A government's claims of economic competence must surely depend upon a sound record in certain crucial areas -- such as economic growth, debt reduction, balanced budgets and management of the tax burden. On all four counts, the Harper regime is a serious disappointment. As for taxes, that's where Mr. Harper brags the most. But check reality! While claiming they never raise taxes, the Harper Conservatives have in fact increased the net tax burden on Canadians in each of their last four budgets. It happens in dozens of nefarious ways which they hope you won't notice.
The bottom line? Fiscal policy is already a drag on growth, and will be, but perhaps not for as long as many now believe, given the speed with which fiscal dynamics can flip around. Monetary policy is generally expected to tighten, but in a way that does not undermine, but rather lend support to nascent economic growth.
Unfortunately, extreme weather events are becoming all too common, as they turn out to be more frequent and furious than ever before. Environmental advocates are quick to point out the "teachable moments" by linking the drastic weather patterns to climate change. However, they need to walk the fine line to ensure that they don't come across as overzealous or self-righteous in their attempts to spur public engagement, as this could turn people off and thwart even their most sincere and genuine efforts.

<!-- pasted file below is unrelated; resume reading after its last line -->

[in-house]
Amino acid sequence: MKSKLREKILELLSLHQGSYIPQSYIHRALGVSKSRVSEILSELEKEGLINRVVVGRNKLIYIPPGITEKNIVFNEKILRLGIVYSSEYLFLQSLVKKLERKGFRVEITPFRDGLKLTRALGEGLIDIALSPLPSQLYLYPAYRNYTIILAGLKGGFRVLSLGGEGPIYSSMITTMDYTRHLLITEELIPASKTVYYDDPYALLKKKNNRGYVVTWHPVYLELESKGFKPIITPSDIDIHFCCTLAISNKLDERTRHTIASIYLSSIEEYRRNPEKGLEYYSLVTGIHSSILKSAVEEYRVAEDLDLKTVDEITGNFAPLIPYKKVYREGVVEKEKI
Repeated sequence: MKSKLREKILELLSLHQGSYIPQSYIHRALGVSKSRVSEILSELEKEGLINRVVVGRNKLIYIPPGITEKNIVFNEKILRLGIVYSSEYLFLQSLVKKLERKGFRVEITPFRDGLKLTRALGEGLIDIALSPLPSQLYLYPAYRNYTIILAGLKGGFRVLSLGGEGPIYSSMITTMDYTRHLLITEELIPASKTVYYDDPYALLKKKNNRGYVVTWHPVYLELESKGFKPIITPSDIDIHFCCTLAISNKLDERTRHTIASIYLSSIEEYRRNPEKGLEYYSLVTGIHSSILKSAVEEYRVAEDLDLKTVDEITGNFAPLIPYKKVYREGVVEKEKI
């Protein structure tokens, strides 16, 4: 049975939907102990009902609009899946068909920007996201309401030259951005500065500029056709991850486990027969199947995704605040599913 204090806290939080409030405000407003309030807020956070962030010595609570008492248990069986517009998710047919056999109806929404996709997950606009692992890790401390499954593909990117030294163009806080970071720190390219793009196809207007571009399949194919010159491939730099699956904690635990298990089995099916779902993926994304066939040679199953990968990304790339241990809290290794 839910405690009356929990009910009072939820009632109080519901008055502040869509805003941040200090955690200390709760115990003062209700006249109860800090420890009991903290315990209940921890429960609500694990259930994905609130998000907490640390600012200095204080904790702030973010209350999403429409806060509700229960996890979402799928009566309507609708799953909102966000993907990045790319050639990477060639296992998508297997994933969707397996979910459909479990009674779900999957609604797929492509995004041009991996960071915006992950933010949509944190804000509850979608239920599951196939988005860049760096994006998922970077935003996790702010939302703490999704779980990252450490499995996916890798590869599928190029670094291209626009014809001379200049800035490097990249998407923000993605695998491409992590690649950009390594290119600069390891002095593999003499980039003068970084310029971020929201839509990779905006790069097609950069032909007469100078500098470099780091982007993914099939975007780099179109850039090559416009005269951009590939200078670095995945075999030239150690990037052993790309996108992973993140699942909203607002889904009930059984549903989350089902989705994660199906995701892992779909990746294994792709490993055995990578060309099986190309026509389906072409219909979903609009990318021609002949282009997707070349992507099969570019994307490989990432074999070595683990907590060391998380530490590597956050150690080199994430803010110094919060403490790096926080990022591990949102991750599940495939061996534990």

When we talk about natural resources that can drive economic benefit the conversation usually turns to gas and minerals, or sun and wind. What if I were to tell you that the world's most underutilized and highest potential resource is all around us? She may be standing next to you, she may be in a village far away, she may even be you.
As it turns out, countries with low GDP ranked high in the HPI and had smaller eco-footprints compared with nations with high GDP that ranked low in the HPI and had larger eco-footprints per capita. Evidently material wealth does not equate with happiness, but instead creates more waste and pollution.
Today the UK chancellor announced that the head role at the Bank of England would go to none other than the current Bank of Canada Governor, Mark Carney. The bet is that Carney can wave the same magic wand for the UK, though it's going to take more than a doctorate from Oxford to overcome the relatively larger challenges facing that country versus Canada, with its proximity to a troubled Eurozone.
The failure of world leaders to act on the critical issue of global warming is often blamed on economic considerations. But let's take a look at the economic reality. A new scientific report concludes that climate change is already costing the world $1.2 trillion a year. It's also killing at least 400,000 people every year.